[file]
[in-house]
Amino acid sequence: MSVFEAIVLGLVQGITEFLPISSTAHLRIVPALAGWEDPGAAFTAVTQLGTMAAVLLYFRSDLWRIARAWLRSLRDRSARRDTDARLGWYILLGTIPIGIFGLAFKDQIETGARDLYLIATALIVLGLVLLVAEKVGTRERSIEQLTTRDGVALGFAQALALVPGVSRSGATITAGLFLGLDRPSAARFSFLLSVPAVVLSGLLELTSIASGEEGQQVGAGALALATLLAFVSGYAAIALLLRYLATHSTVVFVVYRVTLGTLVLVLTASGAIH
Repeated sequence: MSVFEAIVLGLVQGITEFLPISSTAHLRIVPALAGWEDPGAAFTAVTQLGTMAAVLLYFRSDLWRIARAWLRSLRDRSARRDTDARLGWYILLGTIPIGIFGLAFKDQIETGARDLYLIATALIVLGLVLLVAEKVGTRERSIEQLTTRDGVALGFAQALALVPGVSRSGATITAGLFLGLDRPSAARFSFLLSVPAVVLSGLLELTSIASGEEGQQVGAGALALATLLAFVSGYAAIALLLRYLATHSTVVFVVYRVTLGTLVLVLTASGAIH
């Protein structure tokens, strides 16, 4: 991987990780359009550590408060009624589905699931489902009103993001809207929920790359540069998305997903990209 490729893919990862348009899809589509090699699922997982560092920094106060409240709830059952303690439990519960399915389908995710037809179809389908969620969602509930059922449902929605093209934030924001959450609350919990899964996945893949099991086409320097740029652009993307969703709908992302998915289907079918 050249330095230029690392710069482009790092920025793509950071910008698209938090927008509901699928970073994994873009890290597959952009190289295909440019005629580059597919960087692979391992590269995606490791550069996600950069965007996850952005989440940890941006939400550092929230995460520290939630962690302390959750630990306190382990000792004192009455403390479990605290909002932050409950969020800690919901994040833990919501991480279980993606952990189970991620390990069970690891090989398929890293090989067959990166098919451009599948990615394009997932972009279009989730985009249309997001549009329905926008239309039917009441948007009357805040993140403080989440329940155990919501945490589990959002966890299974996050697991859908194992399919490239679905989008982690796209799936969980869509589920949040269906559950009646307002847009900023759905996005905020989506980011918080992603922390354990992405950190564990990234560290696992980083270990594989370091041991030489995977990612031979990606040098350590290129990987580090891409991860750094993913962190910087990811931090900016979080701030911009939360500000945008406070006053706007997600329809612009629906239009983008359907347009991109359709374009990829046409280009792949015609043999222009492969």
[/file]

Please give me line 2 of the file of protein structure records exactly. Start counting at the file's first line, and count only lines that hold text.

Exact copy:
Amino acid sequence: MSVFEAIVLGLVQGITEFLPISSTAHLRIVPALAGWEDPGAAFTAVTQLGTMAAVLLYFRSDLWRIARAWLRSLRDRSARRDTDARLGWYILLGTIPIGIFGLAFKDQIETGARDLYLIATALIVLGLVLLVAEKVGTRERSIEQLTTRDGVALGFAQALALVPGVSRSGATITAGLFLGLDRPSAARFSFLLSVPAVVLSGLLELTSIASGEEGQQVGAGALALATLLAFVSGYAAIALLLRYLATHSTVVFVVYRVTLGTLVLVLTASGAIH